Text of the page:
"Emmylou Harris can sing harmony with anybody — or everybody —- but what if she had a sister? There's just something about sibling singers, whether they're the the Louvins, the Andrewses or the Everlys. Now we have the Ginn Sisters (pronounced with a hard G), two young Texans whose exquisitely sung brand of acoustic roots music walks the line between alternative and traditional country. Their second CD, "Blood Oranges," sparkles — from the acoustic country rock of "Down the Drain" to the hard country of "Broken Spirit" and "Hard Fall (From Saturday Night)." Tiffani Ginn is the lead singer and songwriter, possessed of a muscular voice and a sharp pen. Brit Ginn sings the harmonies, and shines on flute; check out her unusual and terrific work on "Let It Burn." The Ginns cut their teeth in school and church, and they've toured constantly since their 2003 debut, "Generally Happy," playing with the likes of Robert Earl Keen, Fred Eaglesmith and Delbert McClinton." (BG) - St.Louis Post-Dispatch

"Real Music from Real Sisterly Love"

Tiffani and Brit Ginn were raised in Texas, and grew up singing in school and church choirs. That, combined with their music college education, stood them in good stead for producing fine albums such as this, GENERALLY HAPPY, the sisters' debut album, was well received, and BLOOD ORANGES is a strong follow-up. "Down the Drain" is an up-tempo opener, slightly reminiscent of earlier Dixie Chicks material. "Broken Spirit" is an encouraging Southern ballad, followed by the Latin influence of 2 Cool 2 Cry. Drowning your sorrows is a common topic in country music and this album's track around that theme is "Hard Fall".
Brit takes lead vocals for "Let it Burn", and her voice brings a gentle quality to the song, and the pair harmonise as only family can, on the sorrowful "Leave Me Standing" and "Not My Friend". "I'm Clean" is a hillbilly blues tune about tidying up your life, and "Dancing Shoes" gives the album a sentimental end, as the sisters sing of being amazed by someone's personal beauty. Having heard this album it is little wonder that The Ginn Sisters have been touring endlessly since 2003, their sisterly bond make for some truly special songwriting and glorious harmonies. - Maverick Magazine


You Can't Take A Bad Girl Home, 2010(Lonesome Day Records)
Blood Oranges, LP, 2006
Generally Happy, LP, 2003



“Lipstick noir doesn’t come any more tingly than titular lead-off, ‘You Should’ve Known’, a midnight motorcycle ride of lust and regret,” says Raul Hernandez of the Austin Chronicle. Media acclaim continues to build for the recently released album by The Fabulous Ginn Sisters, You Can’t Take A Bad Girl Home. Produced by acclaimed singer-songwriter Fred Eaglesmith, the disc was recently affirmed as fabulous by the Philadelphia Daily News for how the duo “live up to their billing with sultry, sometimes-harmonizing takes on Texas-toned Americana (country, voodoo blues, twangy waltzes and honky-tonk).”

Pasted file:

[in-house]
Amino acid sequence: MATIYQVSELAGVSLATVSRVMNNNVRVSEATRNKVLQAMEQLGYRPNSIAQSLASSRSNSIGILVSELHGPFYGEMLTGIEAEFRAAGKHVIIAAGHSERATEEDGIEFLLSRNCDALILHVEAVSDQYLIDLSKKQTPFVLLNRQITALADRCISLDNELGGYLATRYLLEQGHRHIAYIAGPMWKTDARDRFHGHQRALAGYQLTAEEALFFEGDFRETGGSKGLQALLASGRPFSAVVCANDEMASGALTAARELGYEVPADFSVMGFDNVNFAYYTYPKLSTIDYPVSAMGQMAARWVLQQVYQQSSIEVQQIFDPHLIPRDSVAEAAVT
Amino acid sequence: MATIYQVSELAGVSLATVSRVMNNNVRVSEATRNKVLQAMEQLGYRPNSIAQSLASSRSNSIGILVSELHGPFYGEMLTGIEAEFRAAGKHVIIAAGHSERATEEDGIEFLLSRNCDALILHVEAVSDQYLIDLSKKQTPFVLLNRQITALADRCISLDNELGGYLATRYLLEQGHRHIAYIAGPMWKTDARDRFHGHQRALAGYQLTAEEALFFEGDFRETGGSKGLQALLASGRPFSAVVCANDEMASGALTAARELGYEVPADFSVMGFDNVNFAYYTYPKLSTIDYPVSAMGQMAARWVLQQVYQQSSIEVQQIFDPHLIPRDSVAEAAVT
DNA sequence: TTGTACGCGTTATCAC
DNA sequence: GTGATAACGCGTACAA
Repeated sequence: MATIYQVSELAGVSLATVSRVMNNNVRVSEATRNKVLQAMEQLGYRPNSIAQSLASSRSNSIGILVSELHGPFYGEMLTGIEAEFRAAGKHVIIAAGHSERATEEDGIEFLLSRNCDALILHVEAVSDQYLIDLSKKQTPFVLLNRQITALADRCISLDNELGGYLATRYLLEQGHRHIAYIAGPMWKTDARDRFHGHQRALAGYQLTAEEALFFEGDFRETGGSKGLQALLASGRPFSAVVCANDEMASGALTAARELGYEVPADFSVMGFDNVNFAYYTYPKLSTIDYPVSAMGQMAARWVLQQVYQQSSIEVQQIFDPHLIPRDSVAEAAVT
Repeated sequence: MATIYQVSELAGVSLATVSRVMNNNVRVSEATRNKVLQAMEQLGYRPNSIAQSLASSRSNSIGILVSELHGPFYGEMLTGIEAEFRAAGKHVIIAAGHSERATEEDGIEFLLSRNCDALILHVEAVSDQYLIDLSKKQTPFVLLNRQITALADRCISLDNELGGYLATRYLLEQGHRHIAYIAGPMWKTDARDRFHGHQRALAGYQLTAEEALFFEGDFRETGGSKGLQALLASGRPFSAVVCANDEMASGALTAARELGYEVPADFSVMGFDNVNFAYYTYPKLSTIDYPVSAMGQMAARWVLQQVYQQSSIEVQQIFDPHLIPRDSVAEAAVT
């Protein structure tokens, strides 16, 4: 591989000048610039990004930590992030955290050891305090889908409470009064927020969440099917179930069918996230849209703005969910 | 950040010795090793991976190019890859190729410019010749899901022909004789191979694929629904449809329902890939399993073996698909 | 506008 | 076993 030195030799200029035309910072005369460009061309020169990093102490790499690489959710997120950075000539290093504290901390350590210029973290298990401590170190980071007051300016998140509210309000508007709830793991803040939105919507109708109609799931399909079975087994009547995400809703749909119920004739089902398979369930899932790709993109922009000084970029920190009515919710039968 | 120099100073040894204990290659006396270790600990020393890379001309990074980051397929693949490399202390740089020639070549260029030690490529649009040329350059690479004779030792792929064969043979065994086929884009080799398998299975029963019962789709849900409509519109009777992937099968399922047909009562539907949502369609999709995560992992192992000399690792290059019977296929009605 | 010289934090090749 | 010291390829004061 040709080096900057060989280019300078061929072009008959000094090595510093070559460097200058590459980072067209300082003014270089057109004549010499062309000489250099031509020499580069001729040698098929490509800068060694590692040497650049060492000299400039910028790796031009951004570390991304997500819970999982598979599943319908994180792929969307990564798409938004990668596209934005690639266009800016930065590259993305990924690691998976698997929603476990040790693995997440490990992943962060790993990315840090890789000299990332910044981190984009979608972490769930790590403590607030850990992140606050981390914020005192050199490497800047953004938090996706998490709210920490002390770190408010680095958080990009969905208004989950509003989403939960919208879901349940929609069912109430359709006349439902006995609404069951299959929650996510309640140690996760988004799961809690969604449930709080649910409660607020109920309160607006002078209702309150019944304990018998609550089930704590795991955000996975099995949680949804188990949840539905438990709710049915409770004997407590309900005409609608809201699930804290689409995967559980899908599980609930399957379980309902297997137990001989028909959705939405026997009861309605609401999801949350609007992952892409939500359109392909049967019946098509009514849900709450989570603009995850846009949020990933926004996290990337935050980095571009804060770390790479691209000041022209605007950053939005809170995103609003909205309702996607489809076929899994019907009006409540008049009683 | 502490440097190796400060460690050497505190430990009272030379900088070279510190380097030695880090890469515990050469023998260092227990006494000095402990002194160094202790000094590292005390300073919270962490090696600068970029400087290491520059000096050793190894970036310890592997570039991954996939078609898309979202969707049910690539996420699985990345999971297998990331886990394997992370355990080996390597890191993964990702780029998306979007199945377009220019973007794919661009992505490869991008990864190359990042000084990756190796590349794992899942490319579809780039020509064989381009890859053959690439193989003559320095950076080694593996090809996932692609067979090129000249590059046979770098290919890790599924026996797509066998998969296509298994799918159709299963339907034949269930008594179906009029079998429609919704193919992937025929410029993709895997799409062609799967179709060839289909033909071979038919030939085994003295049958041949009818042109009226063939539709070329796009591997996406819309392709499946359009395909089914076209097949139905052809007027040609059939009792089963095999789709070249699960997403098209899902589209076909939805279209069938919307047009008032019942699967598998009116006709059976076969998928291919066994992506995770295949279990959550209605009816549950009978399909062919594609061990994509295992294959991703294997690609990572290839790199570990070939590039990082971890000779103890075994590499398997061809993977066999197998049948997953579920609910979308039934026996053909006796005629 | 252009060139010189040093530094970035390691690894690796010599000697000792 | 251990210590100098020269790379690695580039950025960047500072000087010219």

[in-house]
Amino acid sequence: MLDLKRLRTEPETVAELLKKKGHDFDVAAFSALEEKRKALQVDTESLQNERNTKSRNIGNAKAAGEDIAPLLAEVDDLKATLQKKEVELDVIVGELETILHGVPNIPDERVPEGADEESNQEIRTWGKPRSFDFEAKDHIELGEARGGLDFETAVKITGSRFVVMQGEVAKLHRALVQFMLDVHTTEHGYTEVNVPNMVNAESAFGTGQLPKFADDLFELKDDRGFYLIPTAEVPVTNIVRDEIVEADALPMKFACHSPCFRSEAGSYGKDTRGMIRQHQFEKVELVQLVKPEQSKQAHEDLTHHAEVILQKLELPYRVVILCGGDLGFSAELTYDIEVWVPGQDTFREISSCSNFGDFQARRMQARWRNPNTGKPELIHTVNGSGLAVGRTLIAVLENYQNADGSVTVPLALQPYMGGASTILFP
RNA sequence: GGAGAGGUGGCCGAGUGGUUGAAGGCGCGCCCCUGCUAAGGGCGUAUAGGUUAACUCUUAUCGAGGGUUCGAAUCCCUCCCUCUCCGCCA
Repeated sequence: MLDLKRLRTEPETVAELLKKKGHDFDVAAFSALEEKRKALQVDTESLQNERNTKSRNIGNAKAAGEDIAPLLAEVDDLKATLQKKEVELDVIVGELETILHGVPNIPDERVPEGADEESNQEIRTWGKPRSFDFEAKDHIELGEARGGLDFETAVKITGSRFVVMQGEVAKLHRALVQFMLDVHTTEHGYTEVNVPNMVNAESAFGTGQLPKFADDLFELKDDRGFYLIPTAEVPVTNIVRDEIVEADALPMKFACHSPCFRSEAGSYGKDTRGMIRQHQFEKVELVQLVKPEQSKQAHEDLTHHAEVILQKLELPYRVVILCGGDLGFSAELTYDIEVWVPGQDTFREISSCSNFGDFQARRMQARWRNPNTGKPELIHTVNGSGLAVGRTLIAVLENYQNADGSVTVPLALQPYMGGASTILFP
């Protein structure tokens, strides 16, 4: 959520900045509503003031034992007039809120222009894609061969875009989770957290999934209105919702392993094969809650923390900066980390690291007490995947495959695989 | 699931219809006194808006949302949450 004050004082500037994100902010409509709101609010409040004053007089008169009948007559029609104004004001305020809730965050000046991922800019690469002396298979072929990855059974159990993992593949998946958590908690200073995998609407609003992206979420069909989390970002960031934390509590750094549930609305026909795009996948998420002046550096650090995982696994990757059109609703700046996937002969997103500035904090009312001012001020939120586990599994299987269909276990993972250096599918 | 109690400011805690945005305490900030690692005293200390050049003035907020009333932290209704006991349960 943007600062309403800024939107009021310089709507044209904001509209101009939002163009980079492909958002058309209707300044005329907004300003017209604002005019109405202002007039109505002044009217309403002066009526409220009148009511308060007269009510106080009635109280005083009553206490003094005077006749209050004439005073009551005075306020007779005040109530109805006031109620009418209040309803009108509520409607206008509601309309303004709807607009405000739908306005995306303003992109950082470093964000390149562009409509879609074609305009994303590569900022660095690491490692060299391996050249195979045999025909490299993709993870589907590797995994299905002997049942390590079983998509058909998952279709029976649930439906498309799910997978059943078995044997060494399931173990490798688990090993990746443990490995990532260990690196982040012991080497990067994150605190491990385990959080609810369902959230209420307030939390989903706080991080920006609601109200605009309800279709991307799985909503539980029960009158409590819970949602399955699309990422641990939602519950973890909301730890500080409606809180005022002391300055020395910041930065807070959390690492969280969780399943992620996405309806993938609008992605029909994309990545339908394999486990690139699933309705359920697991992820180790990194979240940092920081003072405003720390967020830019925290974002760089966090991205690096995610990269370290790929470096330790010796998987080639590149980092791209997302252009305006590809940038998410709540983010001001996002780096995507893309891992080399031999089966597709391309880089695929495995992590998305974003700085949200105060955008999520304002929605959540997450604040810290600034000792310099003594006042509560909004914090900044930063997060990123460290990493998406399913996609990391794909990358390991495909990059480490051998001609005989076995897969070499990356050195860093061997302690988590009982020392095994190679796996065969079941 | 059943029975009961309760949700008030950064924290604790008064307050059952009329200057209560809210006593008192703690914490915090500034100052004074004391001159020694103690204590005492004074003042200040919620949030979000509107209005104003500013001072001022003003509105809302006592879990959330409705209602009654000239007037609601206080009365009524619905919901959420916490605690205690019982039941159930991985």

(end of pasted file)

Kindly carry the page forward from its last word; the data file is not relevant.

The album has spent 6 weeks in the top 40 on the Americana Music Chart as well as becoming a favorite of critics and music lovers. Margaret Moser of the Austin Chronicle includes it in her top 5 releases of 2010.
The San Antonio Express-News notes how “Austin's Fabulous Ginn Sisters — Tiffani and Brit Ginn — sound woozy, boozy and road-tempered on this confessional outing,” praising the album’s “spooky garage-rock vibe.” The sisters earn favorable comparisons like how “’Baton Rouge’ is a rumbling blues favored these days by Bob Dylan. But just when the harmonizing sisters (born in Schulenburg) sound maybe a little too threateningly forlorn, they knock off a sweet Leigh Nash-worthy ditty such as ‘Share Our Secrets.’ The specter of Lucinda Williams hangs over some of the lazily drawled tracks, such as ‘Dreams’ and ‘Fireworks.’ And on “Redheaded Rosie,’ the album’s instantly likable final track, the Fabulous Ginn Sisters effortlessly conjure the honky-tonk vibe and relaxed swagger of the Rolling Stones’ ‘Sweet Virginia.’”
3rd Coast Music praises the Ginns’ “constantly evolving strengths” on their new album like “marvelous sibling harmonies” and “Tiffani’s extraordinary, idiosyncratic songwriting” that has “an offbeat approach to modern romance on her 10 originals [that] provides depths and insights. She can write a great hook…. Tiffani Ginn doesn’t present herself as a singer-songwriter, but she’s a better singer and songwriter than most of the countless people who do.” Earning Tif a spot in John Conquests’ top 3 writers of 2010.
“The Ginn sisters are coming to town, so mothers hide your sons!” warns Deep Roots Music Blog. “These gals will steal their hearts and leave everyone wanting more.” Charlotte Creative Loafing notes how the “duo gathers up some ‘50s country-rock style with attitude.” The recent raves follow the declaration by Exclaim! that “You Can't Take A Bad Girl Home [leaves] the distinct impression that the Ginn Sisters are destined for great things” thanks to an album that “is bursting at the seams with raw emotion.”
The Ginns have been winning new fans crossing North America with Eaglesmith for the last year and a half, singing in his band and opening his shows with their own sets, and appearing with him on “The Late Show with David Letterman” and his most recent release, Cha Cha Cha. Raised on music in Schulenburg, TX playing in a family band, the sisters made their mark in 2006 when their previous CD Blood Oranges was the year’s #1 independently released CD on the Americana chart. Having notched out a place for themselves with their head-spinning harmonies, they continue to surprise and entertain audiences with their energetic live shows.